This section is from the book "American Plumbing Practice", by The Engineering Record. Also available from Amazon: Plumbing: A working manual of American plumbing practice.
There are in the hotel 29 sets of soil and ventilation riser pipes extending above the roof, and each serving clusters of fixtures in vertical tiers in most or all of the 15 stories. These pipes, all of screwed wrought iron, were tested from time to time as they were extended from the bottom up, and again when completed ready for the connection of the fixtures. The average height of each stack was about 170 feet, and an idea of the number of joints, 1,800 to 3,000 for each set of two pipes, connections and fittings thus tested and retested, may be derived from the statement that nearly every one of the 29 sets of risers served 10 bath and toilet rooms arranged as indicated in Fig. 2, where, however, only the system is shown and the necessary offsets and extra pipes are not indicated. A special trap screw, not shown in the Figure, was put just beyond the vent pipe on the soil-pipe side of the bathtub trap, which was originally designed to be accessible through the overflow connections.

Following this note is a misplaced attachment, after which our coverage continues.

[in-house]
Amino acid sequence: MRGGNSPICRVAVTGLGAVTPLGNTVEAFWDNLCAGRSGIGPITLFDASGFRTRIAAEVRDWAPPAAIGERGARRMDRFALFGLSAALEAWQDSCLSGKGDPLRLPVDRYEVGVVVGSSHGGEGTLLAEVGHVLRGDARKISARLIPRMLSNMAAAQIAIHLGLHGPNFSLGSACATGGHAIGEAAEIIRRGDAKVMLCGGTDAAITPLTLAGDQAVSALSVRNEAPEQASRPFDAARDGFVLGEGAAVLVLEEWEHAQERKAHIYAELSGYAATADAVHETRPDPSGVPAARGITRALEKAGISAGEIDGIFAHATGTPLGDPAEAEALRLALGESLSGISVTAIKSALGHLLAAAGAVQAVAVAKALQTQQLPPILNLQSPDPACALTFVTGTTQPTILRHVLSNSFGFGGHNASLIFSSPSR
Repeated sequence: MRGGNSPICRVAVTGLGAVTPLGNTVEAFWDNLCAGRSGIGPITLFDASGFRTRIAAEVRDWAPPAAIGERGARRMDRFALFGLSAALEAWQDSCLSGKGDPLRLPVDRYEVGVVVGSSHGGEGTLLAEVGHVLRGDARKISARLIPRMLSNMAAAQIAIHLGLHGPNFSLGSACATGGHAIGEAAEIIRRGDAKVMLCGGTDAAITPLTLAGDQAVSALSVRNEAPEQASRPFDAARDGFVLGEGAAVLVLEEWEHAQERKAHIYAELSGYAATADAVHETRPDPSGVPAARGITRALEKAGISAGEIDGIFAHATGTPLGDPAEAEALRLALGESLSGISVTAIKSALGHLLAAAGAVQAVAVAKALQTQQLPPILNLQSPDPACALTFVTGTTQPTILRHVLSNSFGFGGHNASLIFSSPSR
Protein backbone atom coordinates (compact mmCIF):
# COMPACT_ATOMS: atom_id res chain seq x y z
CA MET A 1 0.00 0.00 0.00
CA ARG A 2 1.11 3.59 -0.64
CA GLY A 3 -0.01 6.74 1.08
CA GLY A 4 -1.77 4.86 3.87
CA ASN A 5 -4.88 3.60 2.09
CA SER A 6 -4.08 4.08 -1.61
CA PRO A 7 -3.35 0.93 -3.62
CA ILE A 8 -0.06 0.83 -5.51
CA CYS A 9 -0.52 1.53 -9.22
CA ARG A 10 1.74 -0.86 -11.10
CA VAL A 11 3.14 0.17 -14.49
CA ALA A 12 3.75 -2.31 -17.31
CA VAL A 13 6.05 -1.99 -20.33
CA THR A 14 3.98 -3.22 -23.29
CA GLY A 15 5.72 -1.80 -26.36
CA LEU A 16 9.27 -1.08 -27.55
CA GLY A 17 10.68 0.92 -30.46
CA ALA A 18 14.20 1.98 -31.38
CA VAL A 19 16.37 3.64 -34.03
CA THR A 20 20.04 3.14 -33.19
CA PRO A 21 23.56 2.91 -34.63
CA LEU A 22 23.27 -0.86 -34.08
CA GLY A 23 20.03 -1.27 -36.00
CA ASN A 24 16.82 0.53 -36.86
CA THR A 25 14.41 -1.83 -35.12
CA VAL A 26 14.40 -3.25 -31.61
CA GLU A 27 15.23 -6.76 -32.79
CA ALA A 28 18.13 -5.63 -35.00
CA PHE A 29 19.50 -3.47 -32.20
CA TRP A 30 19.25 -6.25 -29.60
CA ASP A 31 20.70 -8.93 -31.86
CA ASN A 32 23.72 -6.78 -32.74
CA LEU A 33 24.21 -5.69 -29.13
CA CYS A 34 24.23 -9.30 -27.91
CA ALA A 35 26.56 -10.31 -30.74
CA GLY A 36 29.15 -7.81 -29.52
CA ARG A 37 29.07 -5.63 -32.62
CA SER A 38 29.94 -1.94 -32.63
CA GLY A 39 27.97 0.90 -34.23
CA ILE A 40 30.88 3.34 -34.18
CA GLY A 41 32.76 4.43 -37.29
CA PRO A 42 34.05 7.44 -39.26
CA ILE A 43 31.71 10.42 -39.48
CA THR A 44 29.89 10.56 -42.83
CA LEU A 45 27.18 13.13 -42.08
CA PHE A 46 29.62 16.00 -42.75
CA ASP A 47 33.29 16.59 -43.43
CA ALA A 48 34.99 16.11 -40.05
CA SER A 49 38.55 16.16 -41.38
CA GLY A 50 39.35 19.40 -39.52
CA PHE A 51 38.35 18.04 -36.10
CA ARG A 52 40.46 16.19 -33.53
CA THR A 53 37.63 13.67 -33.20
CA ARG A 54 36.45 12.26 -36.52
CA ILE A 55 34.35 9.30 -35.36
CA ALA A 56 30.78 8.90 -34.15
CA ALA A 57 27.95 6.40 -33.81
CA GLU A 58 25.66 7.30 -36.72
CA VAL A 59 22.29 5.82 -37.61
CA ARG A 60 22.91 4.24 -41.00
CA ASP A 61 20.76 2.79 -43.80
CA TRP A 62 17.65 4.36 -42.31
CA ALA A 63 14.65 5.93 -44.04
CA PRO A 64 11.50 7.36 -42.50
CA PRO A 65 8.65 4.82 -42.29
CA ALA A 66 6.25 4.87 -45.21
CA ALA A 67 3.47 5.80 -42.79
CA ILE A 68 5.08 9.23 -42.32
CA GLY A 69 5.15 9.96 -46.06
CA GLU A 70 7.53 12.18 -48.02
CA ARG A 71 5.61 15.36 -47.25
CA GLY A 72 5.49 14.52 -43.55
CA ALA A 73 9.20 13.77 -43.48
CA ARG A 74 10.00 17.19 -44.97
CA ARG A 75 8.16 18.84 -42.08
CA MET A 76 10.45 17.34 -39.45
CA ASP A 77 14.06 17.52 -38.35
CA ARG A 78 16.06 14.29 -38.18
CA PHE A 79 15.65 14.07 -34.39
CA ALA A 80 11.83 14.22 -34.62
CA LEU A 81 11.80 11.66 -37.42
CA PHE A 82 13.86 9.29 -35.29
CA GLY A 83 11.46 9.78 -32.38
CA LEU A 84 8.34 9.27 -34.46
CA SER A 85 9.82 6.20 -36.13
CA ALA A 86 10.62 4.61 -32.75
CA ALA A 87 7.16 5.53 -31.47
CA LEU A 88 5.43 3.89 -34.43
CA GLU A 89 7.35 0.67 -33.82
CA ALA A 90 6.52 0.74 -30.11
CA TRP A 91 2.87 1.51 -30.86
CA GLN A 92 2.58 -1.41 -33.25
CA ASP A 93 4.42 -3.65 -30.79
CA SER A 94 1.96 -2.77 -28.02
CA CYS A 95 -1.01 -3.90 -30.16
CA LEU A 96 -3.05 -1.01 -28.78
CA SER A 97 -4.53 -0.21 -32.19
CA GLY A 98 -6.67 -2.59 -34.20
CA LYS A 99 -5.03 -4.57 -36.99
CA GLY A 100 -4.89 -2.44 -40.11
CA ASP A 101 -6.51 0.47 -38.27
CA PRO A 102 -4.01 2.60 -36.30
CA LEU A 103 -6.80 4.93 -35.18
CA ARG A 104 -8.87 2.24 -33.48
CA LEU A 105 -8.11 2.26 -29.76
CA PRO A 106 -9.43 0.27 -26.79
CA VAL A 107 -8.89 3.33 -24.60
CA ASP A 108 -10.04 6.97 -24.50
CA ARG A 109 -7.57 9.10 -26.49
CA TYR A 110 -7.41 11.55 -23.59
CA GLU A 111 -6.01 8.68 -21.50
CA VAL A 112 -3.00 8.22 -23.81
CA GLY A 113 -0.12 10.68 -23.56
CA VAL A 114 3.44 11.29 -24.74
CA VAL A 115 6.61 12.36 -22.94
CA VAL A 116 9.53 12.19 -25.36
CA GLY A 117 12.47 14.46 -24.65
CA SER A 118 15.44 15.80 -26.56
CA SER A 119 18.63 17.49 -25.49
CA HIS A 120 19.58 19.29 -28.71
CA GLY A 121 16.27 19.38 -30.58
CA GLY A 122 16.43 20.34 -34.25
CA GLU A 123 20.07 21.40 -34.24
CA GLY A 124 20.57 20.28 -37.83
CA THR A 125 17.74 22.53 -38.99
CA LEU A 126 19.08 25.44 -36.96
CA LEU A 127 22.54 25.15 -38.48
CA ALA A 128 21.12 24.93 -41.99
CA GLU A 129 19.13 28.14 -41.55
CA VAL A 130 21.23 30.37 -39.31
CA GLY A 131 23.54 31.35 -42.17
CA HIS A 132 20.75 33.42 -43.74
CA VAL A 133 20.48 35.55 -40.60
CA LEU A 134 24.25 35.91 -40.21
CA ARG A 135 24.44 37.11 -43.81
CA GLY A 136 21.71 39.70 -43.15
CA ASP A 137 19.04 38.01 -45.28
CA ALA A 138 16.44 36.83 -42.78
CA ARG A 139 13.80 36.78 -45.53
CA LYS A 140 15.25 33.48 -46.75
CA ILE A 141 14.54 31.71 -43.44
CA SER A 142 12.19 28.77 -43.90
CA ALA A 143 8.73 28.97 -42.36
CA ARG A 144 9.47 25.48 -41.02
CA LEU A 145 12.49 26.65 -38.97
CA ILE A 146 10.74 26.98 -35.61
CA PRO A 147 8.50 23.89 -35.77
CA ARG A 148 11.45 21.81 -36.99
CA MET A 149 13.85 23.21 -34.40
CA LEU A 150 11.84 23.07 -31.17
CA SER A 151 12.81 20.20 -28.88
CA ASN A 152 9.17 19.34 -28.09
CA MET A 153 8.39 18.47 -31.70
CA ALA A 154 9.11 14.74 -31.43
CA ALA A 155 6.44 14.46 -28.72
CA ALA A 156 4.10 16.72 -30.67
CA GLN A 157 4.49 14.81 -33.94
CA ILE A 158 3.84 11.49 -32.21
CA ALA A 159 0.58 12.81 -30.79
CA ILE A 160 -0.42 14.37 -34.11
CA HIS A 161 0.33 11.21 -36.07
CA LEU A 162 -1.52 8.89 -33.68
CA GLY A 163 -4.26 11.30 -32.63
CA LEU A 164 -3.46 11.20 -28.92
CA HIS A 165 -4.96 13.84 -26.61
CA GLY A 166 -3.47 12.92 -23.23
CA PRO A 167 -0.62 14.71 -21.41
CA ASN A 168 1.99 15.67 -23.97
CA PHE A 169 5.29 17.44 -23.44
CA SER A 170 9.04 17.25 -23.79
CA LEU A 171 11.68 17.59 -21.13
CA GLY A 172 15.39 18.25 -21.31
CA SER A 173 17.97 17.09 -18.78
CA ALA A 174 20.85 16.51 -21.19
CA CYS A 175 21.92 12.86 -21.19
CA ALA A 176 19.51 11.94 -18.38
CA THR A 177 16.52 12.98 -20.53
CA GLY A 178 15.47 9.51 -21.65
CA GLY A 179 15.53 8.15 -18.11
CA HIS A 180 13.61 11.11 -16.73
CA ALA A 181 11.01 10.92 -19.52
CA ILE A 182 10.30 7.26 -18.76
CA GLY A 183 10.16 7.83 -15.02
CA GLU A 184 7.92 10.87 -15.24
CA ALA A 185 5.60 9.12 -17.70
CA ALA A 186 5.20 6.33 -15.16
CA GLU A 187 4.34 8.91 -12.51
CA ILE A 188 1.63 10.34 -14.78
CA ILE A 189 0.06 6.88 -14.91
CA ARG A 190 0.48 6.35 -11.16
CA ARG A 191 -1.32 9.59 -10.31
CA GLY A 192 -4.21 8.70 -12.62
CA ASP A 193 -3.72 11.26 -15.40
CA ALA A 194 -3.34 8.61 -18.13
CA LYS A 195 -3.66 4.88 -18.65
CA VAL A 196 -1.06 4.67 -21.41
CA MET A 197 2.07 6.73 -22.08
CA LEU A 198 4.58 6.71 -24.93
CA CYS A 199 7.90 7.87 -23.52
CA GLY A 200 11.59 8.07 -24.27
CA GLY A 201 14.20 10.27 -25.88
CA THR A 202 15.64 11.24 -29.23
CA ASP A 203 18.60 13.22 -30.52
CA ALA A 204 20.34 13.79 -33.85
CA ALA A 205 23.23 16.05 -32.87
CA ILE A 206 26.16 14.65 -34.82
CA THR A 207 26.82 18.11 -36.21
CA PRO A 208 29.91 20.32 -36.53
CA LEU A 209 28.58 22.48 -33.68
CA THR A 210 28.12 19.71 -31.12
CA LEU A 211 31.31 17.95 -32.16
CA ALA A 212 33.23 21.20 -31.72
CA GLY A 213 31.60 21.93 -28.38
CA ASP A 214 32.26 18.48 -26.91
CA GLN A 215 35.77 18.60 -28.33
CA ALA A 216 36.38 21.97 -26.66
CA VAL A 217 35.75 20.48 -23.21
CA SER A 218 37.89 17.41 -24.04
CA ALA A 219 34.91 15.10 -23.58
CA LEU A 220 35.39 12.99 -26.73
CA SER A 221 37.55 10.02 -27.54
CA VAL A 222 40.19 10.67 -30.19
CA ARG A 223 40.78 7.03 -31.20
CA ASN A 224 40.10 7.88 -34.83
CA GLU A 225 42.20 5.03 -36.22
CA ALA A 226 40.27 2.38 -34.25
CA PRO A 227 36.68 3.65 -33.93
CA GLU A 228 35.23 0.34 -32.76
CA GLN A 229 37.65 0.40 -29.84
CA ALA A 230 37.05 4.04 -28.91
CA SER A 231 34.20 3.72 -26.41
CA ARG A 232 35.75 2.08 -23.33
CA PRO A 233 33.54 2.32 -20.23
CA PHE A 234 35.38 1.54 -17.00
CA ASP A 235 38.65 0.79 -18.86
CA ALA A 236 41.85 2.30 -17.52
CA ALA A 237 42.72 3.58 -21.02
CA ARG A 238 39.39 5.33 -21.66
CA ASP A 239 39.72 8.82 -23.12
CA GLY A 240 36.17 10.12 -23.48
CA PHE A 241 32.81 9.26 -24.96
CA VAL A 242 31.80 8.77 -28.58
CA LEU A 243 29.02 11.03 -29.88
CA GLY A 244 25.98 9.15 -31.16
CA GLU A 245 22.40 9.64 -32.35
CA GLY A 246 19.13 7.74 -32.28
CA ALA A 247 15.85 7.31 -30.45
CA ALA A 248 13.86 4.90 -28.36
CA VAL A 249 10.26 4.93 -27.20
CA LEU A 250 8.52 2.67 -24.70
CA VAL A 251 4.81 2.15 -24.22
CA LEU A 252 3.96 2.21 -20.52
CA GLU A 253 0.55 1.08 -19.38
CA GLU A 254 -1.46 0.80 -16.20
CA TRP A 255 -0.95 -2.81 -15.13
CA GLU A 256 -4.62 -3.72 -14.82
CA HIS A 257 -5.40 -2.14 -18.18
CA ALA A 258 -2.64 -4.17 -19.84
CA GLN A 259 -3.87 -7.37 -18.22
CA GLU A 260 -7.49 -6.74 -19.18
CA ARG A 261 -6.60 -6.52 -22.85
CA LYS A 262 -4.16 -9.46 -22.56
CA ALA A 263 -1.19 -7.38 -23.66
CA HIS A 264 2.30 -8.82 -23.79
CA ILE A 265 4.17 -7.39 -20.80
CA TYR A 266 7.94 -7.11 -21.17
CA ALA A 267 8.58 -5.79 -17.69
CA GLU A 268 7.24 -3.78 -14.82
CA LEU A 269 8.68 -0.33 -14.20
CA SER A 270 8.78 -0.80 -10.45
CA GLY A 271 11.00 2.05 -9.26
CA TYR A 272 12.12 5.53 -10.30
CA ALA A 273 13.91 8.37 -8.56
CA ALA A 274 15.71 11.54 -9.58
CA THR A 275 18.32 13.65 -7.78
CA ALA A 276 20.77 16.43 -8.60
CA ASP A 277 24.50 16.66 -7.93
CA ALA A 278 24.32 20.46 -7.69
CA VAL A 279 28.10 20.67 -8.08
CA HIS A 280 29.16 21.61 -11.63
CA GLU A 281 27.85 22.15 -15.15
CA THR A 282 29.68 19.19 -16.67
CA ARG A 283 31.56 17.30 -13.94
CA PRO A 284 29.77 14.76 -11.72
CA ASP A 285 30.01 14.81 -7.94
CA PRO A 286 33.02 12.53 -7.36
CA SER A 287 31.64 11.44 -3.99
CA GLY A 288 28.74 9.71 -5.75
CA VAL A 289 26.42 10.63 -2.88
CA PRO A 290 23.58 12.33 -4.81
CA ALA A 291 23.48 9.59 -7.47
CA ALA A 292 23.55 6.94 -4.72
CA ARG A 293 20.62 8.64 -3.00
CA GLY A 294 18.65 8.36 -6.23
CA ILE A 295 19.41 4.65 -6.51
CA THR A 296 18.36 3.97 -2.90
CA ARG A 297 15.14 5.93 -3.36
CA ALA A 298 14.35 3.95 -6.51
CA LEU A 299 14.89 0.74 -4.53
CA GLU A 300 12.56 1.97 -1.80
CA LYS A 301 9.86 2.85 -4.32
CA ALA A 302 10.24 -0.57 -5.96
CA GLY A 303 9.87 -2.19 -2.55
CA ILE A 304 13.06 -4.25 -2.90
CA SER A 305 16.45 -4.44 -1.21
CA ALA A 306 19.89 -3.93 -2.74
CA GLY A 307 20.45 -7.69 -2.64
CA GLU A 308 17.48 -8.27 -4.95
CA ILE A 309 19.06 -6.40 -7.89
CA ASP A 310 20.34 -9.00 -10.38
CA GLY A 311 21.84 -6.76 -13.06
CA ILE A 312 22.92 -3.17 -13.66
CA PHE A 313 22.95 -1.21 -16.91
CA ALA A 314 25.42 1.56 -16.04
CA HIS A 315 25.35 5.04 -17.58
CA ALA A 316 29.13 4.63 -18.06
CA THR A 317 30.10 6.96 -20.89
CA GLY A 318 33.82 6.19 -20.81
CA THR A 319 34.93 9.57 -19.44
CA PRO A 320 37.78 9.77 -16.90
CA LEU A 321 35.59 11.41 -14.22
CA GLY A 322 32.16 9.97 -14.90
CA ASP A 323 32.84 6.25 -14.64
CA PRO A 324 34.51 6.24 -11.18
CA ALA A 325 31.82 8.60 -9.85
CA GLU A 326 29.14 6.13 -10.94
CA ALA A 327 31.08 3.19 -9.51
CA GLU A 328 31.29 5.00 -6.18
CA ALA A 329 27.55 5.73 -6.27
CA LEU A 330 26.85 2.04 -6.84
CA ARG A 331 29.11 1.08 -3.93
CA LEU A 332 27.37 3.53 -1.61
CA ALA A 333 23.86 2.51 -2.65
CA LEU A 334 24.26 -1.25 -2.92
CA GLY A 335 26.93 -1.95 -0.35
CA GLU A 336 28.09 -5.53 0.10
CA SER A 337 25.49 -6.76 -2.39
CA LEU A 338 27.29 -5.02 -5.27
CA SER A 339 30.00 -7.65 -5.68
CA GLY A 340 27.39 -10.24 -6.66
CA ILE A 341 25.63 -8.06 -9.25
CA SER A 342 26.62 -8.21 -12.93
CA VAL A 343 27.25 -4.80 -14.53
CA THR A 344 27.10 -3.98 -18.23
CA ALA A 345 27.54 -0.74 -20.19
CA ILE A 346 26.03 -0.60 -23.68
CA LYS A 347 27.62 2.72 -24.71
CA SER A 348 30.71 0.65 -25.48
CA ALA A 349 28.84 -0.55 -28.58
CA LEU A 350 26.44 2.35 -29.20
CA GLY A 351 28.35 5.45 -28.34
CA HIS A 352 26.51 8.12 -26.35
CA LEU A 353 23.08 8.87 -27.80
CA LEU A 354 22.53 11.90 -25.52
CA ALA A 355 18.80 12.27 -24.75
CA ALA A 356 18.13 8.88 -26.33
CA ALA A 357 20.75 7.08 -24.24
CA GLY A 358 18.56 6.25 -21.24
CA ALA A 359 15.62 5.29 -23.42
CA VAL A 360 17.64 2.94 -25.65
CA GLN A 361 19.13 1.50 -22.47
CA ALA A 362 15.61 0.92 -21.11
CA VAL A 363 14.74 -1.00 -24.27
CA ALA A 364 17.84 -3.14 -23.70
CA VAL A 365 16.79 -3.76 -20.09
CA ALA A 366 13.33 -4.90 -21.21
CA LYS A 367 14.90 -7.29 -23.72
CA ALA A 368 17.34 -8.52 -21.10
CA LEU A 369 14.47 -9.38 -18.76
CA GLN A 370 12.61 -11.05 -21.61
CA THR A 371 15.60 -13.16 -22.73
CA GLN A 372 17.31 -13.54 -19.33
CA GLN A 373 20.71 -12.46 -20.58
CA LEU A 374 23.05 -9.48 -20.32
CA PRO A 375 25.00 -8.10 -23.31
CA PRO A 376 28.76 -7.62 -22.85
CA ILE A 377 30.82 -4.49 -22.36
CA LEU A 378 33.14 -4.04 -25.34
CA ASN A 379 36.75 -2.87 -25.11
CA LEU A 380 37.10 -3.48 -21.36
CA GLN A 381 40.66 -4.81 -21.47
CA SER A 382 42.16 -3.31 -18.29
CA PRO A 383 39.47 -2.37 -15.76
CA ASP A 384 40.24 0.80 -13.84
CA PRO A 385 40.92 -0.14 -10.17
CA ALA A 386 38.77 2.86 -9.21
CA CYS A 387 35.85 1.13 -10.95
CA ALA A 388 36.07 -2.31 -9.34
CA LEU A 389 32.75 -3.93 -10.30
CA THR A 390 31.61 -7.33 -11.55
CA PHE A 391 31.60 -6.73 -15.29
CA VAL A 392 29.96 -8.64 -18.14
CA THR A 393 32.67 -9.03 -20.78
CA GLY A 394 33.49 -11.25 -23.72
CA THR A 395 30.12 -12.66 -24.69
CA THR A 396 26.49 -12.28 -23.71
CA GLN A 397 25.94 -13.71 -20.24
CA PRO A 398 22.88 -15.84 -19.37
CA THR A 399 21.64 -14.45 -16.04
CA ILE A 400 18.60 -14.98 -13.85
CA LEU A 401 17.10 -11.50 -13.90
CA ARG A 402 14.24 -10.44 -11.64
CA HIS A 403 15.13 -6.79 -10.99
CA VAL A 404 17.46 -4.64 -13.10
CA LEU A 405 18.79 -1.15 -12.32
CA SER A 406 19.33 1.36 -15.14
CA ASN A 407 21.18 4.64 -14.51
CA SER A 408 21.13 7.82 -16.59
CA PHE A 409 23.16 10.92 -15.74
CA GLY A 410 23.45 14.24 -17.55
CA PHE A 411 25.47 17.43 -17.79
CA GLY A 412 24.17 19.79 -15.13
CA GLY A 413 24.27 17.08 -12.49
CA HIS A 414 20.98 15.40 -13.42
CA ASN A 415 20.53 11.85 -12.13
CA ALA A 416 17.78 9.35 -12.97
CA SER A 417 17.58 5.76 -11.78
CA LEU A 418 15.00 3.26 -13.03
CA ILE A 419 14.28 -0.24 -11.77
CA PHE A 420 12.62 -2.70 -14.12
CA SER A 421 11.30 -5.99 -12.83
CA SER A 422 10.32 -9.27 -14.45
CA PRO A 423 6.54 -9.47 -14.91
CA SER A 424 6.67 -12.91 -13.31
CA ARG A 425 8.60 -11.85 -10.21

Two important features of the arrangement are the unvarying location of the vent-pipe branches above the overflows, so as to avoid the possibility of their acting as overflows should the waste be obstructed, and the provision of what is substantially a double ventilation of the water-closet trap, which may be effected either through branch A or connected branch I. In testing, the open ends were all closed by screwed caps and air pressure applied through the flexible hose A, Fig. 3, one end being connected by screw coupling to a point near the foot of the soil pipe which was connected to its adjacent vent pipe, or vice versa, and the other end to the discharge of an air pump P, Fig. 3, on which was set a mercurial gauge G. The commercial portable air pumps not proving of sufficiently rapid action, and being considered not adapted to this work, it was found convenient and economical to construct pumps on the spot, which was very easily and simply done, as indicated in Fig. 4. The barrel of the pump was simply a piece of 2-inch brass pipe B, which was so true and straight and of so exact a bore as manufactured as to need no finishing whatever to receive the plunger C, the rod of which D was constructed of a piece of ½-inch gas pipe, and furnished with a gas-pipe crossbar F long enough for four men to grasp. A little piece of ¾- inch iron pipe J served both for suction and delivery, and the inlet and discharge were respectively controlled by the two ordinary check valves E and K, both opening upwards. On the upstroke of the plunger valve K opened and admitted outside air to the partial vacuum formed in the lower part of barrel B. On the downstroke of the plunger this air was compressed, and closing valve K opened valve E and was discharged through it, pipe H and hose A into the closed system of pipes. When plunger C again ascends the pressure in the barrel becomes diminished and the pressure in pipe H closes valve E. Atmospheric pressure opens valve K, more air is drawn into the pump barrel and forced into the pipes, and so on. Just above check valve E there is in the pipe H a stop-cock, which is not shown in Fig. 3.